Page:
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Rehabilitative reaching training and plasticity following spinal cord injury in the adult rat Open Access


Other title
spinal cord injury
Type of item
Degree grantor
University of Alberta
Author or creator
Krajacic, Aleksandra
Supervisor and department
Karim Fouad, Faculty of Rehabilitation Medicine, Centre for Neuroscience
Examining committee member and department
Keir Pearson, Department of Physiology, Centre for Neuroscience
Jaynie Yang, Dept. of Physical Therapy, Centre for Neuroscience
Gillian Muir, University of Saskatchewan, External examiner
Simon Gosgnach, Department of Physiology, Centre for Neuroscience
Centre for Neuroscience

Date accepted
Graduation date
Doctor of Philosophy
Degree level
Injury to the cervical spinal cord is a devastating event that results in a transient to permanent loss of sensory and motor functions following injury. Moderate recovery has been reported to occur in individuals and in animal models after spinal cord injury (SCI). One approach to promote recovery after SCI is rehabilitative training. This thesis examines the relation of reaching training with adaptive changes (i.e. plasticity) and functional recovery following SCI. In my first experiment, I investigated whether plasticity of the corticospinal tract (CST) is the cause for reaching recovery after ablation of the dorsal and lateral CST. Rats that received reaching training were significantly better in reaching than their untrained counterparts. A relesion of the CST revealed that the reaching recovery mainly depended on plasticity of the CST itself. Since it is controversial whether training should be initiated immediately after SCI, I investigated whether a delayed initiation of reaching training after SCI is beneficial. I compared the reaching success of rats that received reaching training on day 4 post SCI with rats that received training on day 12 post SCI. I found that the reaching success in rats that either received reaching training on day 4 or 12 following SCI was similar. Lastly, I investigated whether training efficacy is declined in chronically injured rats. Since it has been shown that the inflammatory response after SCI declines, it is questionable whether there is a relation between the inflammatory response after SCI and training efficacy. In my last experiment I injected chronically injured rats with a substance that induces a systemic inflammation. I found that rehabilitative reaching training in chronic injured rats only resulted in an improved reaching recovery when the training was combined with the administration of the substance that induces inflammation (lipopolysaccharide). Although there are still unanswered questions regarding the underlying mechanism for functional recovery after SCI, the results of this thesis could be used as a basic to improve future rehabilitative training strategies and therefore improve the quality of life in individuals that suffer from SCI.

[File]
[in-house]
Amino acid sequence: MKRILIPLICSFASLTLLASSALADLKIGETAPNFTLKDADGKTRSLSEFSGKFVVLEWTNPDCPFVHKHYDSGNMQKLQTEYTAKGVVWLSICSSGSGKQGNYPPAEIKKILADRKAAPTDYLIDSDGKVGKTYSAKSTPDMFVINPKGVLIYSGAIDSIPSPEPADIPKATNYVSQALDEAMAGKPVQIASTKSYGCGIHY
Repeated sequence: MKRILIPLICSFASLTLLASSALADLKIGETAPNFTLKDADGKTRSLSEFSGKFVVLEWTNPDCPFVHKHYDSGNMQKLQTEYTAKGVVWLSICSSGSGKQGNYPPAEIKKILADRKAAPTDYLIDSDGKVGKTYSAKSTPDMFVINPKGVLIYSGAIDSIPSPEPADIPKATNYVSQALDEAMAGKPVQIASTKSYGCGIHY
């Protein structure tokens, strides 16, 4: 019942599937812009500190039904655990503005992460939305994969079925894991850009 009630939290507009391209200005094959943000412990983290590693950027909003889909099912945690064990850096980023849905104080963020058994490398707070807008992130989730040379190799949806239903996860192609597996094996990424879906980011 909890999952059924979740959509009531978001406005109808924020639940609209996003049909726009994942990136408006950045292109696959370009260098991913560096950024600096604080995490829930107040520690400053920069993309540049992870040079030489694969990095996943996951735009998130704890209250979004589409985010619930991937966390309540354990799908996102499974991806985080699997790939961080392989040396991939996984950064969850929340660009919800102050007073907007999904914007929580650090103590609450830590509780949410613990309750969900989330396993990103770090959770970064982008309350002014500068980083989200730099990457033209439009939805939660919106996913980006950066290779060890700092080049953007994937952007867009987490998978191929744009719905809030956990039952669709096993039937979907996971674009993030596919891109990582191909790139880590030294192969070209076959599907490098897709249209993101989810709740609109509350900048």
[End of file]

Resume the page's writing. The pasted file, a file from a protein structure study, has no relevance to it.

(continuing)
License granted by Aleksandra Krajacic ( on 2011-04-15T17:25:30Z (GMT): Permission is hereby granted to the University of Alberta Libraries to reproduce single copies of this thesis and to lend or sell such copies for private, scholarly or scientific research purposes only. Where the thesis is converted to, or otherwise made available in digital form, the University of Alberta will advise potential users of the thesis of the above terms. The author reserves all other publication and other rights in association with the copyright in the thesis, and except as herein provided, neither the thesis nor any substantial portion thereof may be printed or otherwise reproduced in any material form whatsoever without the author's prior written permission.
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File title: Rehabilitative reaching training and plasticity following spinal cord injury in the adult rat
File author: Aleksandra Krajacic
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